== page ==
Best Practices: Pitching in Spotify for Artists

man playing guitar overlay with spotify

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By Daniel Iammatteo

This article originally appeared on the TuneCore Blog

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When I sit down with artists (virtually), I get asked a lot about playlists, and I understand why. They are a great way for people to discover your music.

When it comes to getting on these playlists, think of it as part of the bigger picture. Every release is an opportunity to build your audience, reach out to press, and launch your best work.

That being said, one additional step you should add to your pre-release checklist is submitting your Spotify for Artists pitch. In case you haven’t heard: Spotify created a tool for all artists that allows you to submit music to their editorial team directly. How cool, right? (No other store has this sort of tool in place… yet.)

Now I wouldn’t put your eggs too heavily in this basket. Notice how I said add this to your release plan not in lieu of it, but if you properly utilize this pitch tool, it could be just as advantageous as sending around your EPK (electronic press kit).

Here are some tips to help you when you sit down to submit your S4A pitch.

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Get your release into Spotify for Artists early!

This is a big one, guys. It means uploading to TuneCore at least 3-4 weeks in advance (longer if you can). The longer your pitch sits in the S4A pitch tool, the more time playlist editors will have with it.

Pick the best song.

If you are releasing an album with multiple tracks you will have to pick just one track to showcase. I’d likely pick a song that shows off your skill as a musician and artist and tells your story. If you are unsure, ask some friends or some loyal fans for their opinion.

Previously released music cannot be repitched so it has to be a new track for every pitch. In other words, pre-released singles can’t be repitched for a new album release.

Tag it!

After you pick your song to pitch, you’ll be asked to tag your release with basic info such as genre and metadata. Make sure this is as accurate as possible. No, don’t be clever or punk rock about it.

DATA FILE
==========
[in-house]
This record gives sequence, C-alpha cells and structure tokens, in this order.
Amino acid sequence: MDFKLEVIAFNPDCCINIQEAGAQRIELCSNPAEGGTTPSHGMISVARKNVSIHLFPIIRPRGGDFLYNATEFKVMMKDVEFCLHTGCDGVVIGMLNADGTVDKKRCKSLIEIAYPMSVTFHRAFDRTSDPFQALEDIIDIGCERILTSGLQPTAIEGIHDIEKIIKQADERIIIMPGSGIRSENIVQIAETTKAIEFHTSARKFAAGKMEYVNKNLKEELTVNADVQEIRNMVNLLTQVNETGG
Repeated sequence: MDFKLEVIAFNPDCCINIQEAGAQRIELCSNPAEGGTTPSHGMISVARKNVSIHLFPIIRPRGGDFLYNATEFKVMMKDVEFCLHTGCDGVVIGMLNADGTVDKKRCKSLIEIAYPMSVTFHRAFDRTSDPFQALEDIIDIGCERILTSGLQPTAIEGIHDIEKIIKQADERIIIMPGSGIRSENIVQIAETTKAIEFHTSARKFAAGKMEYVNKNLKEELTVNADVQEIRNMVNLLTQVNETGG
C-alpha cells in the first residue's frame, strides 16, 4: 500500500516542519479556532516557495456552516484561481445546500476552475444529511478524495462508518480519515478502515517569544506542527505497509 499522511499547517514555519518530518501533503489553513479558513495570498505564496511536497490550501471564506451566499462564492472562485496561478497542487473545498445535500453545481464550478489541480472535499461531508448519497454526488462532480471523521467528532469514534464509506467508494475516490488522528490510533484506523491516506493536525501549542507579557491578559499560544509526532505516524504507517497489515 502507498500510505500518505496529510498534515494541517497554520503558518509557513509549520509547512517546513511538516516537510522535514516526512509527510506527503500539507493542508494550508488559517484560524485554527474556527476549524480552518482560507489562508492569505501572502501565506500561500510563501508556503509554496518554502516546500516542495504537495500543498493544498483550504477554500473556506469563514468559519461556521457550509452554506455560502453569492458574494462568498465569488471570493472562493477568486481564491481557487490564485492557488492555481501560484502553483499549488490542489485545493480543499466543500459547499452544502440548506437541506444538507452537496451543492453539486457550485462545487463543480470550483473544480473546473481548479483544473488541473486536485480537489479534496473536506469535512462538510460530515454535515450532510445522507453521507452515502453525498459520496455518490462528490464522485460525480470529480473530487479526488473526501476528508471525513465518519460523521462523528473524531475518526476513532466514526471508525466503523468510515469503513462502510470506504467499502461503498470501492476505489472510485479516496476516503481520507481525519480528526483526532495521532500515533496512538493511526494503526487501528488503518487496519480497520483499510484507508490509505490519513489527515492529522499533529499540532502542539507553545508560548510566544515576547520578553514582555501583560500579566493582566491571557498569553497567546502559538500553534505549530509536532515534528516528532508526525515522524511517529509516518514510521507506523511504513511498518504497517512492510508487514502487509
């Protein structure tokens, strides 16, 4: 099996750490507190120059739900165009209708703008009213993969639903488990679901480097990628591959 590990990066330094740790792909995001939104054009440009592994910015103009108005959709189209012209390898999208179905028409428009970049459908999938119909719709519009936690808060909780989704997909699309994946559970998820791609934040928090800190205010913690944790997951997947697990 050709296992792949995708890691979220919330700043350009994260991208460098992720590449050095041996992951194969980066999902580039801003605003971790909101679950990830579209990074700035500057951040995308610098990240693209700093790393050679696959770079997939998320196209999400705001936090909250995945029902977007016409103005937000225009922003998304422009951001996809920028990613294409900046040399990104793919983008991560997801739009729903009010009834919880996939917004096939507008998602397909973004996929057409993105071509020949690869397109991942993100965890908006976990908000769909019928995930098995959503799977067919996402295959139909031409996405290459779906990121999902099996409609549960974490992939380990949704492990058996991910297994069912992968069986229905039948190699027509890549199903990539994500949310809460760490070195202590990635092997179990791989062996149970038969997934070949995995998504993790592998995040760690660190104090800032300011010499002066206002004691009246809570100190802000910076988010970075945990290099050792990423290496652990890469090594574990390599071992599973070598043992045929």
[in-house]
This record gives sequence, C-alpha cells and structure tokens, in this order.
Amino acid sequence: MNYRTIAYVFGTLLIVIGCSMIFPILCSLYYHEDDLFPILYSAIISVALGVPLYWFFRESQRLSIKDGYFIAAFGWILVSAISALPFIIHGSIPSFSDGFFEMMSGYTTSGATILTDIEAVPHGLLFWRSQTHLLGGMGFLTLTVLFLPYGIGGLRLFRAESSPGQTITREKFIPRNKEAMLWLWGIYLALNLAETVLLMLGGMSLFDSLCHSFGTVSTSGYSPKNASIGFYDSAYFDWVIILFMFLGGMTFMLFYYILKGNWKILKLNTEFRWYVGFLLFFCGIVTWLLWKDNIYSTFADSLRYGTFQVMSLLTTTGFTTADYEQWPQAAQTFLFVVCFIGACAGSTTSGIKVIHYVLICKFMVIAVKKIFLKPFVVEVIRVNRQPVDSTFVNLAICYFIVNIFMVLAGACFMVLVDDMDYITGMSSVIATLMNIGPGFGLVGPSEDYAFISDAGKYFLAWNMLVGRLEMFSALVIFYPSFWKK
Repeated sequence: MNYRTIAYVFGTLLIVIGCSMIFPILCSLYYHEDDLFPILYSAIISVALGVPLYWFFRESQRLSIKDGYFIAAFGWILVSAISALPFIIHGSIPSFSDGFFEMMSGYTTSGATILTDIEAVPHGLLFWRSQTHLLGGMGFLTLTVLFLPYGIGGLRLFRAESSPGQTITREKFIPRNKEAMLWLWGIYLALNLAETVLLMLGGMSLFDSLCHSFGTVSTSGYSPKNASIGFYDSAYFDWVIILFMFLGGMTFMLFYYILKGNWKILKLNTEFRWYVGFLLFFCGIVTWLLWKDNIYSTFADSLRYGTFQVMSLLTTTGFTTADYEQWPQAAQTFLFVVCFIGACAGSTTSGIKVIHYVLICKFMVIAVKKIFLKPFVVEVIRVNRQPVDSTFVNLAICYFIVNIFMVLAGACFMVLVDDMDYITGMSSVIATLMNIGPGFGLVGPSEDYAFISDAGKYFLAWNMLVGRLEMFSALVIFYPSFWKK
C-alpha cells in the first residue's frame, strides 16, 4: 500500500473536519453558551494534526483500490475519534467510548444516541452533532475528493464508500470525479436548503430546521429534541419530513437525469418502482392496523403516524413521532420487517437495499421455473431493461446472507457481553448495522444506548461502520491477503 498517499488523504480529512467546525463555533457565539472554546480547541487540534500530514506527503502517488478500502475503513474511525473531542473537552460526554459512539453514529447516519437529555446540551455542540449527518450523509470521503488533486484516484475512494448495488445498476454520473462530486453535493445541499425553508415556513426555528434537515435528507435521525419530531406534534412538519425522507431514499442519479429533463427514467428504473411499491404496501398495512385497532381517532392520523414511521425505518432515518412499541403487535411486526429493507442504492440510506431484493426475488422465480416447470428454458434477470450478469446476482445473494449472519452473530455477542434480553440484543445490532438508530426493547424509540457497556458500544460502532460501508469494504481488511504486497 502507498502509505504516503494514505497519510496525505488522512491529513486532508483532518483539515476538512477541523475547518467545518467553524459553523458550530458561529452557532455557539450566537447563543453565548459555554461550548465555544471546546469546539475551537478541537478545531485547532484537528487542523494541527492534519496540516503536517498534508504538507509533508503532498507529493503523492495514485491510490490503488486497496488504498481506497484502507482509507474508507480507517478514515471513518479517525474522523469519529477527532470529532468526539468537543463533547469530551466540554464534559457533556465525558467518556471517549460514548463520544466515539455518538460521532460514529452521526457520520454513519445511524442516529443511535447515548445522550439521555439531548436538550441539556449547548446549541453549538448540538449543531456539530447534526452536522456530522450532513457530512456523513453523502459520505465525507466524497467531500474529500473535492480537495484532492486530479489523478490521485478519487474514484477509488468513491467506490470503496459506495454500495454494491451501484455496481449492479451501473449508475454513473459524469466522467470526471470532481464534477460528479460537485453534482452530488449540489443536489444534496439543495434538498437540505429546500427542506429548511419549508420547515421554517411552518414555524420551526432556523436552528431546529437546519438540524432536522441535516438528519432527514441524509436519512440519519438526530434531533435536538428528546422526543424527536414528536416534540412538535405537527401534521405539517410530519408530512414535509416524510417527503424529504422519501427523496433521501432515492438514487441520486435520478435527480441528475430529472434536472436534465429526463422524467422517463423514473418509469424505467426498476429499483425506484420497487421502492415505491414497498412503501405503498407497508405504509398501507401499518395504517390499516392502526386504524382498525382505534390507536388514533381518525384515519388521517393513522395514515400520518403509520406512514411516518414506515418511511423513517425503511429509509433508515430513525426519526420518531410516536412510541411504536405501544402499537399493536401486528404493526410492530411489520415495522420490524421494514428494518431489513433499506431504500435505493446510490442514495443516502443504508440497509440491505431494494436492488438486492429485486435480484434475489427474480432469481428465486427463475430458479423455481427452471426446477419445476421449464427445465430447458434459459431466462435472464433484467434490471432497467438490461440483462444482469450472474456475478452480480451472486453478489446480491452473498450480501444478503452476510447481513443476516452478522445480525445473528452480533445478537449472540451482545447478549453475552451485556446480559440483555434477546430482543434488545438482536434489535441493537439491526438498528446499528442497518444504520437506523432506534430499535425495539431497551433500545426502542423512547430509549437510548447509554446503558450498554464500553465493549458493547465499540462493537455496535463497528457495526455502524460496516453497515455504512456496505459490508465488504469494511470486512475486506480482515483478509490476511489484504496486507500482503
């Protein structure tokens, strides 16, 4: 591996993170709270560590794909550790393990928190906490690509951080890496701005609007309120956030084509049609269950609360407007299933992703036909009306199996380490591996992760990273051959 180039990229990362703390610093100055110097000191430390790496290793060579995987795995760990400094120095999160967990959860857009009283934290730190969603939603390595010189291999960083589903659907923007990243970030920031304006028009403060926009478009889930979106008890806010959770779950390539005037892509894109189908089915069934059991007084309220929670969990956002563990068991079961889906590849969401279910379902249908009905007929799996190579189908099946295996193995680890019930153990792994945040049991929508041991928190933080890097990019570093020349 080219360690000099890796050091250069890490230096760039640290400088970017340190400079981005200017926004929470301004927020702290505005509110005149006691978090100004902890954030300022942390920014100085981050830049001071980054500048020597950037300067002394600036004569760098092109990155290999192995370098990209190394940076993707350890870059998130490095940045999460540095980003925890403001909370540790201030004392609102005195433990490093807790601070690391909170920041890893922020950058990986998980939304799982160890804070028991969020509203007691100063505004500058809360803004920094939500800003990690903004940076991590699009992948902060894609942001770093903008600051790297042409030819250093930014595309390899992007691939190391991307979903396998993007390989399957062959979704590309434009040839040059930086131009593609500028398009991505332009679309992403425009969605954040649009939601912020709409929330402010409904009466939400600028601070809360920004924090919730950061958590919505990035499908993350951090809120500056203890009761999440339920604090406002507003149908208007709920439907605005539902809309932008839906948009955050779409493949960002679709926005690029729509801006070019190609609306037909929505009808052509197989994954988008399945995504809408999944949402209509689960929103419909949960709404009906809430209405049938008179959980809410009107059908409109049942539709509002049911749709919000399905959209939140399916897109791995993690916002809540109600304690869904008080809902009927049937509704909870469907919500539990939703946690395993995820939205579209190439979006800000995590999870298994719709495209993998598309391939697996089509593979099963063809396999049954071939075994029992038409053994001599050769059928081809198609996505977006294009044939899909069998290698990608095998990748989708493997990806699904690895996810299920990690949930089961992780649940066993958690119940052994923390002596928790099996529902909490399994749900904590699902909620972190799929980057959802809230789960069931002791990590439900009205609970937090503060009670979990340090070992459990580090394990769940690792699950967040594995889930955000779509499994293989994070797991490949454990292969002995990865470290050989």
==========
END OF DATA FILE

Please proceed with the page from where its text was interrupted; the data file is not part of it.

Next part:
Metadata should not be deceitful. Help out the editors who review your pitch and listen to your music and tag correctly.

Who are you?

Next, you need to verify some basic artist information (where you’re from, etc.). This should be straightforward.

“Describe your song for us.”

With a 500 character count limit you’ll have approximately 5-6 sentences to get this down. When you write your note, keep in mind that it will be read by the editors themselves. Don’t try to be a publicist or preachy, just be honest and true to the artistry behind your music. What inspired you to write this? Did you learn anything in the process? Are there any musical references or samples? Be nerdy and show off your personality. If you have space leftover, mention upcoming press/shows you’ve secured.

  • The above paragraph is 500 characters.

Here’s a screenshot of artist LAYNE’s example pitch.

After that, you’re all set.

Remember: At the end of the day you’re releasing music for your fans (not for playlist curators). Always put out your best work, and remember that as an artist your main job is to connect with people through your music.

Happy pitching!

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Daniel Iammatteo is a Content Specialist on TuneCore’s Entertainment Relations team.

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